They called him “Unknown Boy.”
The blue-eyed hitchhiker with olive skin drowned when the car he was riding in crashed through the rail of a bridge and plunged into the Cahaba River in Bibb County, Alabama, on March 27, 1961, according to an FBI report. The driver survived the crash and offered a few details about the boy but not enough to identify him.
The boy had a pack of Pall Mall cigarettes on him, a Timex watch on his wrist and a Miraculous Medal of the Immaculate Conception tied around his neck with cotton twine. He had been hitchhiking through Alabama, possibly en route to California, but not much else was known about him.
Local authorities tried for weeks to identify him and find his family. A viewing was held for him at a local funeral home, where many town leaders came to pay their respects. The child was buried in a coffin that local residents paid for, under a white marble headstone that read, “Unknown in Life but Recognized in Death.”
Last week, more than 60 years later, the mystery was solved, the product of advances in DNA technology and genealogy. The boy was 15-year-old Daniel Paul Armantrout, known as Danny, according to a local coroner and genealogists, and confirmed in an interview by a surviving brother.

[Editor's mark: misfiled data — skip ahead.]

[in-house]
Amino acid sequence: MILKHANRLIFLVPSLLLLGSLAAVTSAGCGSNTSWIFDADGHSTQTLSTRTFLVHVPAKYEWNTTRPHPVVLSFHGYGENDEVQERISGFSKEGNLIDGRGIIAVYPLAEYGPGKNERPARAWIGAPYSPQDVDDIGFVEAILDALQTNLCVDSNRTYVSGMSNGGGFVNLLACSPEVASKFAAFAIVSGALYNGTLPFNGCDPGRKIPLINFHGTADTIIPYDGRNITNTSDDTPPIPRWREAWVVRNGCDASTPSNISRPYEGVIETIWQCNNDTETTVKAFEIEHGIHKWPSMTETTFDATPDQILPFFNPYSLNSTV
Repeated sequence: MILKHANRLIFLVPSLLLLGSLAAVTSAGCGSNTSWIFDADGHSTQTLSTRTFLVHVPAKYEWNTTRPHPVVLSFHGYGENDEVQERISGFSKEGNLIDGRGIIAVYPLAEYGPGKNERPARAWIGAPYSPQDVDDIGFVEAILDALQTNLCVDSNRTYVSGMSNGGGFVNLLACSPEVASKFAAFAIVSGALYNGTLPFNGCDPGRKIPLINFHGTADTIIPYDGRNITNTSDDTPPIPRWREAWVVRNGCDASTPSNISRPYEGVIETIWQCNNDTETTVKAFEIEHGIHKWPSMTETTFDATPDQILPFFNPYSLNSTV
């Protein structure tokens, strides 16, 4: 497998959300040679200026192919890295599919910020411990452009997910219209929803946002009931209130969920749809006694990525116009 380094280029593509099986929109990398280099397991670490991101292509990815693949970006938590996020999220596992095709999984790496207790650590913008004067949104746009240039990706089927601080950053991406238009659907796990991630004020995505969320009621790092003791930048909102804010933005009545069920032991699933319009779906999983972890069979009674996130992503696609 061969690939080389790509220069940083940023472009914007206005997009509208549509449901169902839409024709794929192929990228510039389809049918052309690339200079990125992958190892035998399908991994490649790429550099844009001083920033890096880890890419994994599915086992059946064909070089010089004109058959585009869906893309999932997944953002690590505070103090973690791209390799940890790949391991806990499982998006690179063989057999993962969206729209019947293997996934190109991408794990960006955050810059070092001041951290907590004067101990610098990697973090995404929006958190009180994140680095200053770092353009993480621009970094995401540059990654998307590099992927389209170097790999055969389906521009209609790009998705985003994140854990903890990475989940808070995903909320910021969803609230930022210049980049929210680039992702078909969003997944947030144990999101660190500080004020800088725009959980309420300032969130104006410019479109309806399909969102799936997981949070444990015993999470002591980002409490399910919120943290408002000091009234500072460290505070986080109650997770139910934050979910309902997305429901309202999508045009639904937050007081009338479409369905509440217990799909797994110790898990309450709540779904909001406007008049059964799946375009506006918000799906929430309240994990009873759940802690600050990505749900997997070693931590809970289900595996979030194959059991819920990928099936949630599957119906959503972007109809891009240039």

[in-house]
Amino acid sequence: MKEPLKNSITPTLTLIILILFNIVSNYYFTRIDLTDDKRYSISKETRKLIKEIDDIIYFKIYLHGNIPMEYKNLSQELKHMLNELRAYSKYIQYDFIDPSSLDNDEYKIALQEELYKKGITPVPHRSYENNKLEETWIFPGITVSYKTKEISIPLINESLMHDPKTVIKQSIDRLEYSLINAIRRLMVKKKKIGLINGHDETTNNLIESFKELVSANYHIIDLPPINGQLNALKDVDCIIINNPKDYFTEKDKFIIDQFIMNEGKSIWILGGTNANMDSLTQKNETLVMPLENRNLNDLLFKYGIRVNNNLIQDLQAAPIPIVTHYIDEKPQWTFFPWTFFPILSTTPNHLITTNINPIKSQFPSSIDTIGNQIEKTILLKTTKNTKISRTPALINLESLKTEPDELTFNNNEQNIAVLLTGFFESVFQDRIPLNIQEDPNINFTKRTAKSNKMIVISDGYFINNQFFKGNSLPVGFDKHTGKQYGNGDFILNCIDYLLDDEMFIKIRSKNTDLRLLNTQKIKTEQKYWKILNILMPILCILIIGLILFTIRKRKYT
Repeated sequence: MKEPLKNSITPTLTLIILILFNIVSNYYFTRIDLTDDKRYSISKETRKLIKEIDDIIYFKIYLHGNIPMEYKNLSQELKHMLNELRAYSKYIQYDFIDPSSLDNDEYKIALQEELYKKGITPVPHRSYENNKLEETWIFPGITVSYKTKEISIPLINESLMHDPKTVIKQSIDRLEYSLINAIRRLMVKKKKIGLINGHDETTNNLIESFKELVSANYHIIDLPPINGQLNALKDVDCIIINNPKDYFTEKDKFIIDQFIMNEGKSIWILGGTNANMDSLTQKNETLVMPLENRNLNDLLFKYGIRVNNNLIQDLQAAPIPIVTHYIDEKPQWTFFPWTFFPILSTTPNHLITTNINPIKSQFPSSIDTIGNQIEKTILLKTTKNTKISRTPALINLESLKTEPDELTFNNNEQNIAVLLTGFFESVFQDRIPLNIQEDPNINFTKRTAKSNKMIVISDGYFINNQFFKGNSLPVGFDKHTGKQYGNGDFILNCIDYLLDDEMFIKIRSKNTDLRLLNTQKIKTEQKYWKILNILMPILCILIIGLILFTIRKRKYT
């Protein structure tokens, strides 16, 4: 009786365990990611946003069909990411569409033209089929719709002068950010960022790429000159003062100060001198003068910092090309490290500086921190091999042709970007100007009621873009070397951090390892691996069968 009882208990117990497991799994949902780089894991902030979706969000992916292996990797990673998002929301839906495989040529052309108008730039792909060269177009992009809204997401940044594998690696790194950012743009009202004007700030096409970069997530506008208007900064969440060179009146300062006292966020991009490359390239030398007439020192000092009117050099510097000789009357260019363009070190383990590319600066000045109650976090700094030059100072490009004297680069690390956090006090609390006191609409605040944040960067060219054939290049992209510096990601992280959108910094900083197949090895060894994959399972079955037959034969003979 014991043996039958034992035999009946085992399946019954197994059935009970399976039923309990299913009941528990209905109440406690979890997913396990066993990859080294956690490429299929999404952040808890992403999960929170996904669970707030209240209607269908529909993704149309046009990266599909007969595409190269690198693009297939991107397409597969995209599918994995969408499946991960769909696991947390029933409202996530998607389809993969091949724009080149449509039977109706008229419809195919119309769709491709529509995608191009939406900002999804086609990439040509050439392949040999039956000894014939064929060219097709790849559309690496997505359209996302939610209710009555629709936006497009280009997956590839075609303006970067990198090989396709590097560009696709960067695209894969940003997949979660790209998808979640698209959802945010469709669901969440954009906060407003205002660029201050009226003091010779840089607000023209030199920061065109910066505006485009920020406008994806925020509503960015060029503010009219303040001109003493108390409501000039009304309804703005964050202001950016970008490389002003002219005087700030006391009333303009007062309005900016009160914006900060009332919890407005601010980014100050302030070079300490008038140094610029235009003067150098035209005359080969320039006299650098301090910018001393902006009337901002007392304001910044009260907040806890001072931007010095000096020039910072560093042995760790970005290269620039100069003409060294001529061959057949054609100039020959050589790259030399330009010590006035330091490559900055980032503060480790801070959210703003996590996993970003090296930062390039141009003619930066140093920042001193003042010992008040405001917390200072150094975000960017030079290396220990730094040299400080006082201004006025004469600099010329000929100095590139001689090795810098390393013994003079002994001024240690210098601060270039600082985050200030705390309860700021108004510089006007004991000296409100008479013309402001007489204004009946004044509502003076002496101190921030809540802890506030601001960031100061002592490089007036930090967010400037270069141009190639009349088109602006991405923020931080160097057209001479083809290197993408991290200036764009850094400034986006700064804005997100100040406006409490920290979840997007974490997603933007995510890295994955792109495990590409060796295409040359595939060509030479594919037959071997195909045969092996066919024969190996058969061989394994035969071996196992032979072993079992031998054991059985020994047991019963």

The case underscores the potential of forensic genealogy, in which DNA samples are run through genealogical databases to locate matches. Sleuths from Identifinders International, a company that uses the method to help solve cold cases, ran genetic material from the boy through a genealogy website beloved by hobbyists called GEDmatch. It was a site that detectives in recent years used to help solve the case of the Golden State Killer, who murdered 13 people and raped dozens of women in the 1970s and 1980s.
In Centreville, Alabama, local officials said they never stopped thinking about the mysterious young hitchhiker who lost his life in their county.
“It just means the world to this town that we were able to solve this case,” said CW West, Bibb County’s elected coroner. “I lived a couple miles from the cemetery Danny was buried in. I passed by it all the time. Pretty much everybody here knew about this case.”
West spoke on the phone last week with an older brother of Danny’s, Don Hamilton, of Seminole, Florida. They both started crying.
Hamilton, 77, said in an interview that he, Danny and another brother, David, grew up in a severely abusive household. David, two years his senior, had also run away, and Hamilton hasn’t heard from him since.
Their alcoholic stepfather whipped their bare backs with a belt and burned their fingers with matches. The brothers went weekends at a time without food. Their mother told them she wished they had never been born, Hamilton said. The mother and stepfather are deceased.
Hamilton escaped as soon as he could, joining the Army at age 17.
Despite his childhood, Hamilton made a good life for himself. He had a 30-year career in the Army, retiring in 1989 as a sergeant major. He met his wife while stationed in Germany, fell in love and has been married for more than 40 years. He has two daughters and eight grandchildren. A high school dropout, he earned an associate’s degree in business management in the 1990s and was a nutrition coordinator for many years.
But a day didn’t pass, he said, that he didn’t wonder what had become of his two brothers. About David, the oldest. And about his younger brother, the polio-stricken and fragile Danny.